Battersea Power Station is selling apartments for millions of pounds after slashing the number of affordable homes in the development and at a time when thousands of people are waiting for a permanent home in the area.

Campaigners have hit out at the £9 billion revamp of the iconic power station on the 42-acre site and said the scheme has “done nothing” to solve the housing crisis in Wandsworth.

Studio flats on the site start at £560,000, with one-beds from £850,000. The cost of a three-bedroom rooftop villa starts at £7 million.

It comes as more than 3,500 local families were classed as statutorily homeless in the borough in a recent council report. 

The developer behind the project previously slashed the level of affordable housing from 15 per cent to 9pc – from 636 to 386 out of the 4,239 homes planned.

Battersea Power Station Development Company claimed the project could become financially unviable otherwise.

Wandsworth Council approved the cut in 2017 under its old Conservative administration.

Wandsworth Action Against Empty Homes has now called the move “disgraceful” and urged the authority’s new Labour administration to sit down with Battersea Power Station Development Company and Mayor of London Sadiq Khan to push the level of affordable housing back up.

The group will protest outside the landmark’s luxury apartments on Saturday (October 22).

The campaigners want at least 15 per cent of the homes on the site to be environmentally-friendly council homes.

It comes after the landmark finally opened to the public on Friday (October 14) after lying derelict for decades and following multiple failed attempts at restoration.

Circus West Village, the first phase of the regeneration which includes homes, bars, restaurants, cafés and leisure venues, opened in 2017.

Wandsworth Labour did not attend the opening after expressing frustration at the development’s low level of social housing.

The group won control of the council from the Conservatives for the first time in 44 years in May and has long criticised the level of affordable housing in the scheme.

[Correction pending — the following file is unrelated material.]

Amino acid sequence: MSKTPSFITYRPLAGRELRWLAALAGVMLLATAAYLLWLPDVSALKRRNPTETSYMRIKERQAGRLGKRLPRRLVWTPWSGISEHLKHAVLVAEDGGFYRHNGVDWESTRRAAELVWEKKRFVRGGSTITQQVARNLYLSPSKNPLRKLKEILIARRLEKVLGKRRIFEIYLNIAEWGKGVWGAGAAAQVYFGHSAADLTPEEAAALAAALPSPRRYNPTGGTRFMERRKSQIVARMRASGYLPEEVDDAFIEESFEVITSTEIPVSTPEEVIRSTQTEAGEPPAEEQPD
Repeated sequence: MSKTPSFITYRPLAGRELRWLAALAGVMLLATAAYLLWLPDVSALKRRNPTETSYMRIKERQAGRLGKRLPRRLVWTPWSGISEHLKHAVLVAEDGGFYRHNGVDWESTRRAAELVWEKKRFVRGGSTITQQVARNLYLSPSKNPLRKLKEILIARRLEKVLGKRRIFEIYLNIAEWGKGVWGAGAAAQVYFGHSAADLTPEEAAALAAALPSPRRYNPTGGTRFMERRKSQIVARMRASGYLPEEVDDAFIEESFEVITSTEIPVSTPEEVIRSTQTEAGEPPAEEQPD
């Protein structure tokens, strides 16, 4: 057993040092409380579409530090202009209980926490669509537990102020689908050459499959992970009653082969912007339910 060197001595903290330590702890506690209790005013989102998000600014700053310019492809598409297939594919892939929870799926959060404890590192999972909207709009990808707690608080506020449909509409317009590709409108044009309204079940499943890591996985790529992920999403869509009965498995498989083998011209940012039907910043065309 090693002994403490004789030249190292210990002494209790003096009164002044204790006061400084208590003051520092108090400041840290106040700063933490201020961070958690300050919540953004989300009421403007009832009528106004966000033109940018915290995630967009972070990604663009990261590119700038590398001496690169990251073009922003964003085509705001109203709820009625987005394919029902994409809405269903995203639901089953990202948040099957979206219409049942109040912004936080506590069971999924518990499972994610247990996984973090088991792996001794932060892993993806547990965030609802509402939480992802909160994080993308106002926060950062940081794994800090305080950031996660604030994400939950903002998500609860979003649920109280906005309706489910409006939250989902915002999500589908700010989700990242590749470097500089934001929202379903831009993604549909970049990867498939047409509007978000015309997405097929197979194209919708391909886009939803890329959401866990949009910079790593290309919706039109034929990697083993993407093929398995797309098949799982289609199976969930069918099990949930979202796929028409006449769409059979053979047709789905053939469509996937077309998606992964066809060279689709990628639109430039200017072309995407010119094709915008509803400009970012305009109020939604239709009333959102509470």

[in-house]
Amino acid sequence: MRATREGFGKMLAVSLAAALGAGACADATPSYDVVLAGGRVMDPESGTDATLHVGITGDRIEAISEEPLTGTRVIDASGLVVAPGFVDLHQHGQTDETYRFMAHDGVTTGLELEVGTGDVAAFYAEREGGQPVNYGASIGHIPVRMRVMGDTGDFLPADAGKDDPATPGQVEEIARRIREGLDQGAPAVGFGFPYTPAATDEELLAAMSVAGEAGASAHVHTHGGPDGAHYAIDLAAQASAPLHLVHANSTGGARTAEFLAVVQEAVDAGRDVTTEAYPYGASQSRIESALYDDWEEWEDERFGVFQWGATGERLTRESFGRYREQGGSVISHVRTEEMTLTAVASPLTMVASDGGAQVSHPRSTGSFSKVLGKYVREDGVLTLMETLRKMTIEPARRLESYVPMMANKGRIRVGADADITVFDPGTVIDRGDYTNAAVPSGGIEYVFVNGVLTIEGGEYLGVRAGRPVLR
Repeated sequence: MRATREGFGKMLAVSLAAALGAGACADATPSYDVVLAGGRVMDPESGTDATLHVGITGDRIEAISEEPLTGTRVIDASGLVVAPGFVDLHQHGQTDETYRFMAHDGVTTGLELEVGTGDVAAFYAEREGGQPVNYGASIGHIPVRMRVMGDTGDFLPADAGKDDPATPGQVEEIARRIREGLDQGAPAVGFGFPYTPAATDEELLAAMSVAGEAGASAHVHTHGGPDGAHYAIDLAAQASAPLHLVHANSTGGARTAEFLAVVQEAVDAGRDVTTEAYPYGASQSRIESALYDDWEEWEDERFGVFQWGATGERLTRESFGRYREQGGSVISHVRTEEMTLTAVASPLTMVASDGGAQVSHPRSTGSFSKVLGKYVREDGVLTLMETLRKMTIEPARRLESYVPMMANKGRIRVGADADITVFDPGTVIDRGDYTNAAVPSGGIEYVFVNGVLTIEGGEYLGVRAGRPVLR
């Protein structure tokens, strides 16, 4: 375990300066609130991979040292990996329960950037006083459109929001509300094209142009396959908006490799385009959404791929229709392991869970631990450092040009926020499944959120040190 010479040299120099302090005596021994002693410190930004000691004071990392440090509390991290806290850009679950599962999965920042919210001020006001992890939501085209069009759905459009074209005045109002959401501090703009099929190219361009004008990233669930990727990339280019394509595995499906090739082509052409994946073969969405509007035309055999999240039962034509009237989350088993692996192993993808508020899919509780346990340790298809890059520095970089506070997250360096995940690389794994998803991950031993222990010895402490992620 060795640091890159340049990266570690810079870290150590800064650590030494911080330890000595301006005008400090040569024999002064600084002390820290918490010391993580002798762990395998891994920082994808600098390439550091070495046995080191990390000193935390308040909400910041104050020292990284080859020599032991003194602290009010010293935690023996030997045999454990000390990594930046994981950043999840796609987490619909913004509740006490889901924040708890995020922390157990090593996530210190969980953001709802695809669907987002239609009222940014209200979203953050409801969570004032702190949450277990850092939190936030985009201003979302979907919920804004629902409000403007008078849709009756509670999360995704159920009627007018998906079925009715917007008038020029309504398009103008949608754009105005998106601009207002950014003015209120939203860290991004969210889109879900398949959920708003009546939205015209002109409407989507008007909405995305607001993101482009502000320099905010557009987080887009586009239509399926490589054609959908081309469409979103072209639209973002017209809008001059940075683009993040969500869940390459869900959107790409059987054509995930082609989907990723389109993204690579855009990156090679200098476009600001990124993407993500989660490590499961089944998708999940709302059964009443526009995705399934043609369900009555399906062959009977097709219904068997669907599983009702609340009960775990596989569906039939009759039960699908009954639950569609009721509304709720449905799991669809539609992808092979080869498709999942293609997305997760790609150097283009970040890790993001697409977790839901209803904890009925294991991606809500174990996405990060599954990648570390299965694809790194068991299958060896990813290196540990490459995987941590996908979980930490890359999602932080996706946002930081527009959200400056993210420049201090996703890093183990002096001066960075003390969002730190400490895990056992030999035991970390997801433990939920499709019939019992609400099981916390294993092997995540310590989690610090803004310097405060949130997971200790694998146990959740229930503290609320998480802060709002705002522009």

A spokesperson from Wandsworth Action Against Empty Homes said the project has “done nothing to solve the housing crisis in Wandsworth” while thousands wait for permanent homes in the borough.

The spokesperson said: “It is disgraceful that the former Conservative administration allowed this development to go through knowing full well the numbers were rising for those seeking housing assistance.”

The spokesperson added: “The new Labour administration refused to go to the opening night …….. The Conservatives are questioning this decision which is why they’re in opposition because they’re out of touch with what the community needs.”

The group’s demands also include urging the council to take control of all empty homes in the borough to distribute them to people living in temporary homes, ensuring they are suitable and offered at council rent.

A spokesperson from Battersea Power Station Development Company said: “The entire site is being transformed into a vibrant, buzzing community that will ultimately bring around 20,000 new jobs to the area.

“The iconic Grade II* listed power station itself has been saved from ruin and we have brought in much-needed new transport infrastructure with a new Tube line, with £300 million contributed to the Northern Line extension, connecting this new riverside neighbourhood with the rest of London.

“97 per cent of homes in Circus West Village are occupied with 85pc of buyers in the past 18 months being from the UK.

"At Battersea Power Station, the lights are certainly on and people are home.”